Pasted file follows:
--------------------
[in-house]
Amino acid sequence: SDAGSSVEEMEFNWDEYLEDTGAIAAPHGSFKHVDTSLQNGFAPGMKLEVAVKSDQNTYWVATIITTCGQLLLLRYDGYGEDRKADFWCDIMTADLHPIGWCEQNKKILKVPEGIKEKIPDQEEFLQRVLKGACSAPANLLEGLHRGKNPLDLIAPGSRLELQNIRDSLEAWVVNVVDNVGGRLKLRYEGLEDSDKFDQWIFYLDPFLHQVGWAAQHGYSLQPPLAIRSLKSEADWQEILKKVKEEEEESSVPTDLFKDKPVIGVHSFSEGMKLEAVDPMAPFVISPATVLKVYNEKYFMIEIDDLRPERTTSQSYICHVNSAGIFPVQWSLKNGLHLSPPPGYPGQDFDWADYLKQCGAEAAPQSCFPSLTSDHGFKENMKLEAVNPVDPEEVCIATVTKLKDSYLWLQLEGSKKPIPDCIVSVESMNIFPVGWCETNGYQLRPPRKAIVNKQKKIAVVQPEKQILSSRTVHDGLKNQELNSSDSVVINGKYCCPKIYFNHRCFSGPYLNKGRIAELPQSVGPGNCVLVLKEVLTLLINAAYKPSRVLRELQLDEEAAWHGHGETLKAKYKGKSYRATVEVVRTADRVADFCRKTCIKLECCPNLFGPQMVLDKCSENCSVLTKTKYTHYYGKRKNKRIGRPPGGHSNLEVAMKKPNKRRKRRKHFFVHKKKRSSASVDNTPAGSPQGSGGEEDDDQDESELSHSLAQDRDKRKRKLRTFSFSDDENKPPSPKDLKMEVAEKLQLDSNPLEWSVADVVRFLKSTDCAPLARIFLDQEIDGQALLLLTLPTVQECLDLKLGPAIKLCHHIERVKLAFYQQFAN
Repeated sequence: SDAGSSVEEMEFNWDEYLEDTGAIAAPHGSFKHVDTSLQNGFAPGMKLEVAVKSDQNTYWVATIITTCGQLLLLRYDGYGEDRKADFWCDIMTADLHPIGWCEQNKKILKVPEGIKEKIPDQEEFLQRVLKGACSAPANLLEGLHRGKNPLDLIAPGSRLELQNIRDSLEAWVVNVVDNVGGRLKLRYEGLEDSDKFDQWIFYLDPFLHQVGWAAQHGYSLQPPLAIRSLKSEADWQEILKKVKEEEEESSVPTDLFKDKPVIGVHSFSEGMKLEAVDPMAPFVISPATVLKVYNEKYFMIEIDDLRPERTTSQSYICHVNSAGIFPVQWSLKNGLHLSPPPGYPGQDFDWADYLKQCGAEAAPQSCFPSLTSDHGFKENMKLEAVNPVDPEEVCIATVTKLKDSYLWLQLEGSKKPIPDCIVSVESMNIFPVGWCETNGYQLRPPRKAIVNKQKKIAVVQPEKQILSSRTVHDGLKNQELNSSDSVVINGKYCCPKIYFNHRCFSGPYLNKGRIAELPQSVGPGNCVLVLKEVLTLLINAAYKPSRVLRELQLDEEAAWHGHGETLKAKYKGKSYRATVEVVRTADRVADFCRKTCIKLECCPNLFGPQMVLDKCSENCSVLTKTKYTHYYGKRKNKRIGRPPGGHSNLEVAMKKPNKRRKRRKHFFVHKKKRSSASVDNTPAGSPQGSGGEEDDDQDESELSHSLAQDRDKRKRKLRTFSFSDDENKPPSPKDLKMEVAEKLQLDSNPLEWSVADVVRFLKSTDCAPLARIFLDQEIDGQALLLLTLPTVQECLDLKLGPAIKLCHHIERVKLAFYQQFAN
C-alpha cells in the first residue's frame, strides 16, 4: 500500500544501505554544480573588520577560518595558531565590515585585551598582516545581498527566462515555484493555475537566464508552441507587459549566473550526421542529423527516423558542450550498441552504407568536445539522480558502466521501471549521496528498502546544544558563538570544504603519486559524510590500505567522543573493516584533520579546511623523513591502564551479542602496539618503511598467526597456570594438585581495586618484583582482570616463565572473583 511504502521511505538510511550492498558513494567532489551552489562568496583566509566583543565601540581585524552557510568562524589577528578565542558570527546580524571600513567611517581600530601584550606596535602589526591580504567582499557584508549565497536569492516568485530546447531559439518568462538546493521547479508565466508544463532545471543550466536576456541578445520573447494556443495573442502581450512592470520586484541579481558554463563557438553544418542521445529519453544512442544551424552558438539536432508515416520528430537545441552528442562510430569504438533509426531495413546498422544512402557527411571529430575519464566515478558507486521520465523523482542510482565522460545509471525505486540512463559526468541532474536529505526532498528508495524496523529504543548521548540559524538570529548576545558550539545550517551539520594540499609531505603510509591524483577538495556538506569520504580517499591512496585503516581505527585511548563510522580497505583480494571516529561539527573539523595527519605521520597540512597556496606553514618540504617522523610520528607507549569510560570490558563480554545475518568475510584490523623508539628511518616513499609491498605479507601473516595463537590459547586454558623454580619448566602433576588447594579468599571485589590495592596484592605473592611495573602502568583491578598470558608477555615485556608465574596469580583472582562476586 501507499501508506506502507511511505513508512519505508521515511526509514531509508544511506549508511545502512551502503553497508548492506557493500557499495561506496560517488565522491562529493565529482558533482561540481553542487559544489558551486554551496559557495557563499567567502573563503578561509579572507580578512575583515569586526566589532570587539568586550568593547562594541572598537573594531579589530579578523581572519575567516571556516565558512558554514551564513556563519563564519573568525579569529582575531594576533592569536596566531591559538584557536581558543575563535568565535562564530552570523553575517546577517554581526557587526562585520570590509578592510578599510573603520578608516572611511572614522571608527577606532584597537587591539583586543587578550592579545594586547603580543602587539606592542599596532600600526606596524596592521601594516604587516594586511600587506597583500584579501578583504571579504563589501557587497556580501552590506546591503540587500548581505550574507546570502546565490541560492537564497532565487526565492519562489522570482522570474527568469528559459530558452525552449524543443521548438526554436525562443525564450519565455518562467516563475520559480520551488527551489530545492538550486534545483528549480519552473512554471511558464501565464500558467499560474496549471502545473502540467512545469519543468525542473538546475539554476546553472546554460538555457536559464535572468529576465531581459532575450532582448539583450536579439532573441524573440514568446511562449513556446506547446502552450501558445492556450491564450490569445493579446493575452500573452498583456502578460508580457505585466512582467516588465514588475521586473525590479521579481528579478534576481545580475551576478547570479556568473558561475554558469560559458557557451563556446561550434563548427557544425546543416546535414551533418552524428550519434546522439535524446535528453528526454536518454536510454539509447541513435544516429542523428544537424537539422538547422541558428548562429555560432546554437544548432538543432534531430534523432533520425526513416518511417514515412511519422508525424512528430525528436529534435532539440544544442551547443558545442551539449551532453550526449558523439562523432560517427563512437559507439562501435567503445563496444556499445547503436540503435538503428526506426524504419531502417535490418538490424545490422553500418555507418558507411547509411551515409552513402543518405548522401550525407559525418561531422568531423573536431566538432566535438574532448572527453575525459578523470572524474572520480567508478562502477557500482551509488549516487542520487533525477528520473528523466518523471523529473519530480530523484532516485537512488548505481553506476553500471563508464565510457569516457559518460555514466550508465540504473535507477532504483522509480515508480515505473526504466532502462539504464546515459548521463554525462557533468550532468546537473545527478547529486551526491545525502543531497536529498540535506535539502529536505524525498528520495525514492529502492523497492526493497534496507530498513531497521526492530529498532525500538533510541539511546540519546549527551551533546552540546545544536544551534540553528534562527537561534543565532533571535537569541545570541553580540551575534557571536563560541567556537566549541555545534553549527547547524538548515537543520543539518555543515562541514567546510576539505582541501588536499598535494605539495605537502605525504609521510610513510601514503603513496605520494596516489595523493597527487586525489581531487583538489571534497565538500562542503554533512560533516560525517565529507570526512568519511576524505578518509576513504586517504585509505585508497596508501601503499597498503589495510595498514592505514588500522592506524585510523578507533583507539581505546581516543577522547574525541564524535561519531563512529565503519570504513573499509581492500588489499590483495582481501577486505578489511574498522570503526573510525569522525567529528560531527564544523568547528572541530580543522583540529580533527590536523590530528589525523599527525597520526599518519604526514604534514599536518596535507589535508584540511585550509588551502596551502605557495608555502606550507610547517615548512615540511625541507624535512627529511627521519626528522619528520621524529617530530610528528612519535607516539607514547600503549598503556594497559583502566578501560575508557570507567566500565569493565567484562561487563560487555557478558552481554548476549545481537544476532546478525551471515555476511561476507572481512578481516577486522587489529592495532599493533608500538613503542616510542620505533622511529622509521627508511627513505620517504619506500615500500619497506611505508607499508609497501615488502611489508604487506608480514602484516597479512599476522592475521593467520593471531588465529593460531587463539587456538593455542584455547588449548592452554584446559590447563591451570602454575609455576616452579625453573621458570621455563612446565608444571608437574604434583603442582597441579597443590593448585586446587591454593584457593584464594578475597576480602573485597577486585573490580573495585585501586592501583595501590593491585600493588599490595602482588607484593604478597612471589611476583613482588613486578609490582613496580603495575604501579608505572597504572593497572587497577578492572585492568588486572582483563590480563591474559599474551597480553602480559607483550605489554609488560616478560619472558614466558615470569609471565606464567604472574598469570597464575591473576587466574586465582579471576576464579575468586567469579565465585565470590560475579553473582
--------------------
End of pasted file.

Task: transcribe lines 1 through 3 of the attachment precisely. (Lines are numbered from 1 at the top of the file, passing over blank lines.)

[in-house]
Amino acid sequence: SDAGSSVEEMEFNWDEYLEDTGAIAAPHGSFKHVDTSLQNGFAPGMKLEVAVKSDQNTYWVATIITTCGQLLLLRYDGYGEDRKADFWCDIMTADLHPIGWCEQNKKILKVPEGIKEKIPDQEEFLQRVLKGACSAPANLLEGLHRGKNPLDLIAPGSRLELQNIRDSLEAWVVNVVDNVGGRLKLRYEGLEDSDKFDQWIFYLDPFLHQVGWAAQHGYSLQPPLAIRSLKSEADWQEILKKVKEEEEESSVPTDLFKDKPVIGVHSFSEGMKLEAVDPMAPFVISPATVLKVYNEKYFMIEIDDLRPERTTSQSYICHVNSAGIFPVQWSLKNGLHLSPPPGYPGQDFDWADYLKQCGAEAAPQSCFPSLTSDHGFKENMKLEAVNPVDPEEVCIATVTKLKDSYLWLQLEGSKKPIPDCIVSVESMNIFPVGWCETNGYQLRPPRKAIVNKQKKIAVVQPEKQILSSRTVHDGLKNQELNSSDSVVINGKYCCPKIYFNHRCFSGPYLNKGRIAELPQSVGPGNCVLVLKEVLTLLINAAYKPSRVLRELQLDEEAAWHGHGETLKAKYKGKSYRATVEVVRTADRVADFCRKTCIKLECCPNLFGPQMVLDKCSENCSVLTKTKYTHYYGKRKNKRIGRPPGGHSNLEVAMKKPNKRRKRRKHFFVHKKKRSSASVDNTPAGSPQGSGGEEDDDQDESELSHSLAQDRDKRKRKLRTFSFSDDENKPPSPKDLKMEVAEKLQLDSNPLEWSVADVVRFLKSTDCAPLARIFLDQEIDGQALLLLTLPTVQECLDLKLGPAIKLCHHIERVKLAFYQQFAN
Repeated sequence: SDAGSSVEEMEFNWDEYLEDTGAIAAPHGSFKHVDTSLQNGFAPGMKLEVAVKSDQNTYWVATIITTCGQLLLLRYDGYGEDRKADFWCDIMTADLHPIGWCEQNKKILKVPEGIKEKIPDQEEFLQRVLKGACSAPANLLEGLHRGKNPLDLIAPGSRLELQNIRDSLEAWVVNVVDNVGGRLKLRYEGLEDSDKFDQWIFYLDPFLHQVGWAAQHGYSLQPPLAIRSLKSEADWQEILKKVKEEEEESSVPTDLFKDKPVIGVHSFSEGMKLEAVDPMAPFVISPATVLKVYNEKYFMIEIDDLRPERTTSQSYICHVNSAGIFPVQWSLKNGLHLSPPPGYPGQDFDWADYLKQCGAEAAPQSCFPSLTSDHGFKENMKLEAVNPVDPEEVCIATVTKLKDSYLWLQLEGSKKPIPDCIVSVESMNIFPVGWCETNGYQLRPPRKAIVNKQKKIAVVQPEKQILSSRTVHDGLKNQELNSSDSVVINGKYCCPKIYFNHRCFSGPYLNKGRIAELPQSVGPGNCVLVLKEVLTLLINAAYKPSRVLRELQLDEEAAWHGHGETLKAKYKGKSYRATVEVVRTADRVADFCRKTCIKLECCPNLFGPQMVLDKCSENCSVLTKTKYTHYYGKRKNKRIGRPPGGHSNLEVAMKKPNKRRKRRKHFFVHKKKRSSASVDNTPAGSPQGSGGEEDDDQDESELSHSLAQDRDKRKRKLRTFSFSDDENKPPSPKDLKMEVAEKLQLDSNPLEWSVADVVRFLKSTDCAPLARIFLDQEIDGQALLLLTLPTVQECLDLKLGPAIKLCHHIERVKLAFYQQFAN